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No Business Like Shoah Business

I’m going to do something that I despise in other people—I’m going to talk authoritatively about a book that I have not read. It’s really one of the most despicable things that people seem to do more and more of … Read More

By / April 16, 2007
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I’m going to do something that I despise in other people—I’m going to talk authoritatively about a book that I have not read. It’s really one of the most despicable things that people seem to do more and more of these days. They read about a book, or listen to an author read from his or her book, and then go around talking like they’ve read the book. So I’m going to do that, but at least not without admitting to my folly, nor without promising that I really do intend to read the book (I promise, really). 

Last night I read a piece in the Forward on Tova Reich’s novel My Holocaust. It was the essay title that caught my eye: “The Greatest Shoah on Earth.” In the essay, the reviewer reads Reich’s novel not only as a satire on the “industry” of Holocaust commemoration—or what might more accurately be called the fetishization of the Holocaust—but also as an attempt on her part to settle some personal scores, to level the playing field a bit. And Reich certainly has some interesting connections to the world of “Shoah business.” She is the wife of Walter Reich, who was the director of the D.C. Holocaust museum between 1994 and 1998, and according to this essay he was forced out of the position after a “botched attempt to have Yasser Arafat visit the institution,” even though the visit was allegedly initiated by the museum’s then chairman Miles Lerman, and not Reich. And one of the characters in her novel—“that crazy spiderman rabbi”—is based on her brother Rabbi Avi Weiss who led a group of protesters over the fence surrounding the Carmelite convent at Auschwitz in 1989.

 This reviewer also identifies striking similarities between Lerman, and the novel’s main character, Messer, a Holocaust survivor and founder of Holocaust Connections, Inc., a company committed to lending the imprimatur of the Holocaust to anyone who can pay for it; he is also chairman of the United States Holocaust Memorial Museum in Washington, D.C. Reich paints him as a lying, despicable figure who will betray even his family. There’s also, it seems, a comparison between Messer’s chief aide, Monty Pincus, and historian Michael Berenbaum. Ultimately, the book becomes a scathing, yet hilarious condemnation of countless groups—Catholic, Mormon, German, Polish, Japanese, African American, Native American, Palestinian, feminist, and more—all trying to claim their own portion of Holocaust victimhood. Even the main character’s son, a second-generation survivor, is not safe from Reich’s biting indictment against those who wish to capitalize on suffering and memory.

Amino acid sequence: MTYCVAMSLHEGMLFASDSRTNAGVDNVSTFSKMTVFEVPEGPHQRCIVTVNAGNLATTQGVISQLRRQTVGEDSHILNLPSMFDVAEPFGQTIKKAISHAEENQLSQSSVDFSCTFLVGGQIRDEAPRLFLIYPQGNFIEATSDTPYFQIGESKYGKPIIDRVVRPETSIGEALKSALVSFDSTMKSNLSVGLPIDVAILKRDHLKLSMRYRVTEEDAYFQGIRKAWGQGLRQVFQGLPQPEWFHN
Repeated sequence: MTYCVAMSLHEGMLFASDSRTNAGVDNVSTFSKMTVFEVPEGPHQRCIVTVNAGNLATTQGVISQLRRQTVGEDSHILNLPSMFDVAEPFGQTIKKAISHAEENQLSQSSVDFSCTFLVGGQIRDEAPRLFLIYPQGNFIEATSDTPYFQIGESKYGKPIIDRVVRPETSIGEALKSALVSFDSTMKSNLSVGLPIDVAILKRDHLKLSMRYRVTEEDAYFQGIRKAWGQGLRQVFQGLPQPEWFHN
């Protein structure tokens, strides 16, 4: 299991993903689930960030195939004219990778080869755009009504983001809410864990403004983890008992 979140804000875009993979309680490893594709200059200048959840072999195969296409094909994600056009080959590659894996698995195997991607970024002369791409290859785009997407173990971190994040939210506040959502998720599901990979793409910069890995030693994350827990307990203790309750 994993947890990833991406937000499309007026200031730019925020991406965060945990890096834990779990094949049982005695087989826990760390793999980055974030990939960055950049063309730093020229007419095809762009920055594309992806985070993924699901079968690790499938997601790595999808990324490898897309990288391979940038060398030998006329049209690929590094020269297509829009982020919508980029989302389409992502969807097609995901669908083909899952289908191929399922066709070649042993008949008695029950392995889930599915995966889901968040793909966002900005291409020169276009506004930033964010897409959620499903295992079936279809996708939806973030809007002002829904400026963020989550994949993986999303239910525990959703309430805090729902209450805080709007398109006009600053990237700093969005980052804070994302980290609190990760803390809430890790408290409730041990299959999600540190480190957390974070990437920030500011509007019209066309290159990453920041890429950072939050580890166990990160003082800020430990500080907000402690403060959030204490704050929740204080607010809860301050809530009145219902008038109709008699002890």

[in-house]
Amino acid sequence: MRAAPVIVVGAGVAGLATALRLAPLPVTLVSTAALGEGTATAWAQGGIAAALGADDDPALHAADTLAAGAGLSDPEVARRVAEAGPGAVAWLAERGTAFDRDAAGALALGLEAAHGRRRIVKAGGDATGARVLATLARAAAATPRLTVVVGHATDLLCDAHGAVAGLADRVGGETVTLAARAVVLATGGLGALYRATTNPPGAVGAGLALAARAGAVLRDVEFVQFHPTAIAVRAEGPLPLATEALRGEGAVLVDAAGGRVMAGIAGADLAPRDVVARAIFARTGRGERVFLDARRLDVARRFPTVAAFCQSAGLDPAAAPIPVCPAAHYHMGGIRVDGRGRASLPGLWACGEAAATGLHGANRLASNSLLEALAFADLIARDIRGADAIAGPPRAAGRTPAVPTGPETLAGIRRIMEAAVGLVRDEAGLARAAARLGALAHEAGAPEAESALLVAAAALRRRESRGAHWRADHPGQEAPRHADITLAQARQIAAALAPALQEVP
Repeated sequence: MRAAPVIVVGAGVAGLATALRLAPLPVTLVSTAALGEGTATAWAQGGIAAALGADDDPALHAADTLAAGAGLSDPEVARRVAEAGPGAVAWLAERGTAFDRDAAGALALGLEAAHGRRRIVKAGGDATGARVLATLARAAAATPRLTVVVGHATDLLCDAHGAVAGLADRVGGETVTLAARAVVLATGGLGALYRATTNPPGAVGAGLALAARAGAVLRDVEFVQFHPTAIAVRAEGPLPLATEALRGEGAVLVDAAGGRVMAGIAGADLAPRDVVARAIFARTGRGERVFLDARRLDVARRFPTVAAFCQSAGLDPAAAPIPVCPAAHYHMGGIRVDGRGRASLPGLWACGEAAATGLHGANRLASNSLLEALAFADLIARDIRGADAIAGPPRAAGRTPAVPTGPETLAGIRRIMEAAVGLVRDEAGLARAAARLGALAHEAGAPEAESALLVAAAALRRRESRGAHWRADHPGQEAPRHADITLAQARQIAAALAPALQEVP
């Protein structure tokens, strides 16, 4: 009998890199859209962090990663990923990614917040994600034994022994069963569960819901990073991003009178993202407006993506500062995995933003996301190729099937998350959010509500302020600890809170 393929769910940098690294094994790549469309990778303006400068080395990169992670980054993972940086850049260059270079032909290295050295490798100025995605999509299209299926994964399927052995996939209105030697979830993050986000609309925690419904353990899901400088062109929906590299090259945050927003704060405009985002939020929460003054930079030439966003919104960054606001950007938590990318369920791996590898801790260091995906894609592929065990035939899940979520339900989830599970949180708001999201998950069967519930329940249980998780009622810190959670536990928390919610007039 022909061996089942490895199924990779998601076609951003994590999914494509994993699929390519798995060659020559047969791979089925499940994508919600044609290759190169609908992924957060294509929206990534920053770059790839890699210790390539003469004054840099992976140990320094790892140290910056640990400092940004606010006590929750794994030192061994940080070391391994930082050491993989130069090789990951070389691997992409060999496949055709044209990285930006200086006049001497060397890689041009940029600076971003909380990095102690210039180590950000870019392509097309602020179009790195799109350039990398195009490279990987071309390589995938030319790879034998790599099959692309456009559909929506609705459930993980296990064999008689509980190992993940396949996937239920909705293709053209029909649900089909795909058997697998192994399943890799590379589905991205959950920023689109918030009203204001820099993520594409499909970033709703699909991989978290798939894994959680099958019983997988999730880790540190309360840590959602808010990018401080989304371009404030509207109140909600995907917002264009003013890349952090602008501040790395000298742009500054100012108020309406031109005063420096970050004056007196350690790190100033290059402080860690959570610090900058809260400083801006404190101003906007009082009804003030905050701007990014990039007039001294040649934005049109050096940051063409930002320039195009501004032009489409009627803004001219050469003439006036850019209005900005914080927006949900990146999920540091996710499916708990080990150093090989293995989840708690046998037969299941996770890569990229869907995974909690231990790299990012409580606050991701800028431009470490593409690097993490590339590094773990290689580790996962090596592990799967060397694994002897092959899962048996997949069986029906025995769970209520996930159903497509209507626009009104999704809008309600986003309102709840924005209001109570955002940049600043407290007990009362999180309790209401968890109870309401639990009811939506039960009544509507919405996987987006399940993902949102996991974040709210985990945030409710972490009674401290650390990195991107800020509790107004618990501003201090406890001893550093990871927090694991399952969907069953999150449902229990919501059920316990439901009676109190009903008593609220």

I think though, that it is precisely because no one is safe in this book that it is so funny—everyone’s intentions are scrutinized in a way that is both provocative and humorous. A couple examples: 

While visiting Auschwitz, the adult daughter of a potential museum donor sees a fellow visitor in a wheelchair and says to her hosts: “I really really appreciate it that Auschwitz is wheelchair-accessible. You know what I mean? Was it always that way—I mean, even at the time of the Holocaust?” Later in the novel, this same woman —an emotionally stunted ball of neuroses with an unusual attachment to her DustBuster—becomes director of the Holocaust museum. Under her baton, the institution is rededicated to the Holocaust’s “other” victims: Gypsies, Freemasons, Jehovah’s Witnesses, Soviet prisoners of war, political dissidents, homosexuals and, yes, the handicapped and disabled.


 
Or how about this next one—multiple racial, cultural, and ethnic groups fight for victimhood supremacy, eventually forming "the United Holocausts rainbow coalition," whose manifesto reads: 

“We reject the hierarchy and caste system of Holocausts. All Holocausts are equal in the eye of God. No one Holocaust is superior to another, no one Holocaust is deserving of special treatment or recognition. All Holocausts are unique."

  But most shocking is the inscription one character leaves in the visitor’s book at the museum:  

I enjoyed it very much. Thank you for making the Holocaust possible.

 I’m not sure what I’m supposed to think about all of this, but it does seem pretty funny–maybe that's only acceptable because we're dealing with satire–and Reich may be on to something in her satirical critique of our post-Holocaust world.

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